Deep learning has historically been dominated by NVIDIA GPUs. The Nvidia CUDA API is a proprietary standard for writing code to run on graphics processing hardware. CUDA is tightly integrated in all the major deep learning toolkits and provides a relatively intuitive programming interface (in comparison to OpenCL). For a more in depth discussion of the history of GPGPU programming and the potential for an interoperable open-source gpu programming future check out this youtube video.
However, CUDA is proprietary, only works on NVIDIA GPUs, and requires proprietary linux drivers to work. Many people, myself included have objections to the monopolistic hold that NVIDIA has established on the deep learning infrastructure market and object to their non-open practices. In addition, using CUDA can be a flat out pain on the administration side. In my experience, the CUDA utilities integrate poorly with package managers. I have had a number of issues with removing CUDA or replacing it with a new version where installation added a large number of additional programs but removal only uninstalled a couple programs.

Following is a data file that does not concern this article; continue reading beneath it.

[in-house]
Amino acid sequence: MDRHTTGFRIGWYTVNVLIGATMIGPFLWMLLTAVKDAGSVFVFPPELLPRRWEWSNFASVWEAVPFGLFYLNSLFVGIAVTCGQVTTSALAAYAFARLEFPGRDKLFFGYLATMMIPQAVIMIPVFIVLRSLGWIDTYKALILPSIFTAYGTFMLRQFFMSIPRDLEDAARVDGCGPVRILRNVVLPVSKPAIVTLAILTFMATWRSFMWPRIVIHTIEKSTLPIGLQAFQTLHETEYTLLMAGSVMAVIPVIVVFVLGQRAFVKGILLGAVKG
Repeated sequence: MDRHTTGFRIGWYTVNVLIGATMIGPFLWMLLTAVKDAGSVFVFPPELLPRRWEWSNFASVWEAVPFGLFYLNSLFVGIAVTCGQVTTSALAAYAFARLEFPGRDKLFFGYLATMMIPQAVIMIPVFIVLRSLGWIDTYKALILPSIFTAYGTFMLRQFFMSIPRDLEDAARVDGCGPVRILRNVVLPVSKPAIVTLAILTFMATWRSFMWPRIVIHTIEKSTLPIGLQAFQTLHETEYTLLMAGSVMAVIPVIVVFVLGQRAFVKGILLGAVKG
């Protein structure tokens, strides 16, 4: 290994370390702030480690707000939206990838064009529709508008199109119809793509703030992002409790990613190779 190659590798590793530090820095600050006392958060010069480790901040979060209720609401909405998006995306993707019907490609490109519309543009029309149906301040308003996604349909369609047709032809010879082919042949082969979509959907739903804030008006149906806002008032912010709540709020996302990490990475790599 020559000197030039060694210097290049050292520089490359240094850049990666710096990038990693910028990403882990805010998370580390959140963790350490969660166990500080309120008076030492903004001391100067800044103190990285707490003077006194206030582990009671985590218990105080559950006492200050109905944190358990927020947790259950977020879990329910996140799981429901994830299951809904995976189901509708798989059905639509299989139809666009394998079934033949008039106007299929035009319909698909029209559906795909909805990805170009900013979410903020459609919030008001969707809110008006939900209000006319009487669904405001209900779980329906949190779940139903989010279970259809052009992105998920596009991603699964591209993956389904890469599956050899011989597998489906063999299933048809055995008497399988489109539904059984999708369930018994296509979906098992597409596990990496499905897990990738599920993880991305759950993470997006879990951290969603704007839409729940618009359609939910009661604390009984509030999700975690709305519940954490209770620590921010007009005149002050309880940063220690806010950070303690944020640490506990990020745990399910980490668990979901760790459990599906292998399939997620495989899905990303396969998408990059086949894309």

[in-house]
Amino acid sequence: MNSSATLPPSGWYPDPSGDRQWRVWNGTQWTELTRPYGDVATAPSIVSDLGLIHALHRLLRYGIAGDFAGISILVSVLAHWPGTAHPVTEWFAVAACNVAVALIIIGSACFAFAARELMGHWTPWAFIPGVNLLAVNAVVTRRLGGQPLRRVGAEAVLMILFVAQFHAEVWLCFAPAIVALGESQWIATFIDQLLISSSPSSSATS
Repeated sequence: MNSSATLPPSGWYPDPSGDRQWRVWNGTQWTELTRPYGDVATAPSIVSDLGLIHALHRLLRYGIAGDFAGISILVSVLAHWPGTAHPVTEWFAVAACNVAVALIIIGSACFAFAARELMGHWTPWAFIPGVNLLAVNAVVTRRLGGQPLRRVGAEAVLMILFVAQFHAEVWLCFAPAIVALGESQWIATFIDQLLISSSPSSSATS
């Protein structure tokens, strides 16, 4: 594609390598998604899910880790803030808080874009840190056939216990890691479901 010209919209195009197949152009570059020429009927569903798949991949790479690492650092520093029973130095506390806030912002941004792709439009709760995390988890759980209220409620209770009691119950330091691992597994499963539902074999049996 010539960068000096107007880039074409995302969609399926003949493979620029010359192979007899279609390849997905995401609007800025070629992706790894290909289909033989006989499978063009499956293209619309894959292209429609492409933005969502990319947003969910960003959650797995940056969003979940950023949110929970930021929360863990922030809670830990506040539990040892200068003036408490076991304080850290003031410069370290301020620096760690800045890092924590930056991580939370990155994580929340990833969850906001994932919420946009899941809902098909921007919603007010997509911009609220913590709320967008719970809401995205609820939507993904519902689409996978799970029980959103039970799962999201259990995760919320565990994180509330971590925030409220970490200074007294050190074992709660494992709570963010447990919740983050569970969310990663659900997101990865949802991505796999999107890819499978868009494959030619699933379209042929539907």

AMD HIP/ROCm is slightly more picky than CUDA with regard to the hardware it will run on. RX 50 GPUs, RX 40 GPUs and the R9 3*0 series are not able to run on older cpus where pcie v3 atomics are not supported. Newer GPUs like the Vega 56, Vega 64, Vega Founders Edition and Radeon VII are able to run in a mode without PCIE v3 atomic support with a performance penalty.
CPUs with PCIE v3 atomic support include all Ryzen CPUs as well as all Intel CPUs from Haswell on (e.g. all Intel processors greater than 4000). For more information on supported hardware check out this page
All RGB was merely an accident of pricing. I just went with the best performance for the money. In addition, a blower style vega 56 was used instead of a free flowing Vega 56 like those by PowerColor as the case has relatively poor airflow. Getting hot air out of the case was deemed much more important for prolonged workload performance.